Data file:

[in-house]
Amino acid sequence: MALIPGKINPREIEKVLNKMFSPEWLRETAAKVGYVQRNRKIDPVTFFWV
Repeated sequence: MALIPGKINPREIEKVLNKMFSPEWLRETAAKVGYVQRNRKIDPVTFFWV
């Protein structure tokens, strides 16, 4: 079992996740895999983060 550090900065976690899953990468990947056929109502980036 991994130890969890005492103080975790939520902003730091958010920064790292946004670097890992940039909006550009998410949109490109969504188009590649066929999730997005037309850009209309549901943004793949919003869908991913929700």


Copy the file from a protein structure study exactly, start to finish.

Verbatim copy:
[in-house]
Amino acid sequence: MALIPGKINPREIEKVLNKMFSPEWLRETAAKVGYVQRNRKIDPVTFFWV
Repeated sequence: MALIPGKINPREIEKVLNKMFSPEWLRETAAKVGYVQRNRKIDPVTFFWV
């Protein structure tokens, strides 16, 4: 079992996740895999983060 550090900065976690899953990468990947056929109502980036 991994130890969890005492103080975790939520902003730091958010920064790292946004670097890992940039909006550009998410949109490109969504188009590649066929999730997005037309850009209309549901943004793949919003869908991913929700």